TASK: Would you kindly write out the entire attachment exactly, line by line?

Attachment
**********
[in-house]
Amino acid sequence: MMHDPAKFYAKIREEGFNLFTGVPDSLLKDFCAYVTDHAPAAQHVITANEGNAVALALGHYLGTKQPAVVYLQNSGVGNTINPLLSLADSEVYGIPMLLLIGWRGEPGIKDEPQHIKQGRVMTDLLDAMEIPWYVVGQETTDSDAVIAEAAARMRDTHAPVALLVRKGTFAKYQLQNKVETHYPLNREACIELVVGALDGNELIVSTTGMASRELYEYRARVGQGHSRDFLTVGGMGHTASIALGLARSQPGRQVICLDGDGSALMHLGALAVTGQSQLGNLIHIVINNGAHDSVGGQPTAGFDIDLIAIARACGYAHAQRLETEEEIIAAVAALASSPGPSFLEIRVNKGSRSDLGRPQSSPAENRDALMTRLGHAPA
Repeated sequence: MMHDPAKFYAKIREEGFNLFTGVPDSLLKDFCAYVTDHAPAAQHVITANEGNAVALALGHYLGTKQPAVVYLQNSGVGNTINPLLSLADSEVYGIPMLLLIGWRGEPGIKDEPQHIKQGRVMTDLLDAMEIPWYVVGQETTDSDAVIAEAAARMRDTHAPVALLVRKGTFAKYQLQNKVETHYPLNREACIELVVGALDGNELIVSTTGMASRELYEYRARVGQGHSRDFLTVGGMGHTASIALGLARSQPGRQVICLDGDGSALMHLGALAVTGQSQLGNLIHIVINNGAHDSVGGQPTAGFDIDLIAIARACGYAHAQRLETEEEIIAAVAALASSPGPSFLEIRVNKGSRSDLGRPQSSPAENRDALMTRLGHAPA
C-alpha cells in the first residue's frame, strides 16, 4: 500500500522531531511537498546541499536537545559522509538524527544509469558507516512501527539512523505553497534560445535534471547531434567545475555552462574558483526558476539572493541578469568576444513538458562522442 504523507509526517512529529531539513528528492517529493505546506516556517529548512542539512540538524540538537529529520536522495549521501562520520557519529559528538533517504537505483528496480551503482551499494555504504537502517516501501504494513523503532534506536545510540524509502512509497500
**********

[in-house]
Amino acid sequence: MMHDPAKFYAKIREEGFNLFTGVPDSLLKDFCAYVTDHAPAAQHVITANEGNAVALALGHYLGTKQPAVVYLQNSGVGNTINPLLSLADSEVYGIPMLLLIGWRGEPGIKDEPQHIKQGRVMTDLLDAMEIPWYVVGQETTDSDAVIAEAAARMRDTHAPVALLVRKGTFAKYQLQNKVETHYPLNREACIELVVGALDGNELIVSTTGMASRELYEYRARVGQGHSRDFLTVGGMGHTASIALGLARSQPGRQVICLDGDGSALMHLGALAVTGQSQLGNLIHIVINNGAHDSVGGQPTAGFDIDLIAIARACGYAHAQRLETEEEIIAAVAALASSPGPSFLEIRVNKGSRSDLGRPQSSPAENRDALMTRLGHAPA
Repeated sequence: MMHDPAKFYAKIREEGFNLFTGVPDSLLKDFCAYVTDHAPAAQHVITANEGNAVALALGHYLGTKQPAVVYLQNSGVGNTINPLLSLADSEVYGIPMLLLIGWRGEPGIKDEPQHIKQGRVMTDLLDAMEIPWYVVGQETTDSDAVIAEAAARMRDTHAPVALLVRKGTFAKYQLQNKVETHYPLNREACIELVVGALDGNELIVSTTGMASRELYEYRARVGQGHSRDFLTVGGMGHTASIALGLARSQPGRQVICLDGDGSALMHLGALAVTGQSQLGNLIHIVINNGAHDSVGGQPTAGFDIDLIAIARACGYAHAQRLETEEEIIAAVAALASSPGPSFLEIRVNKGSRSDLGRPQSSPAENRDALMTRLGHAPA
C-alpha cells in the first residue's frame, strides 16, 4: 500500500522531531511537498546541499536537545559522509538524527544509469558507516512501527539512523505553497534560445535534471547531434567545475555552462574558483526558476539572493541578469568576444513538458562522442 504523507509526517512529529531539513528528492517529493505546506516556517529548512542539512540538524540538537529529520536522495549521501562520520557519529559528538533517504537505483528496480551503482551499494555504504537502517516501501504494513523503532534506536545510540524509502512509497500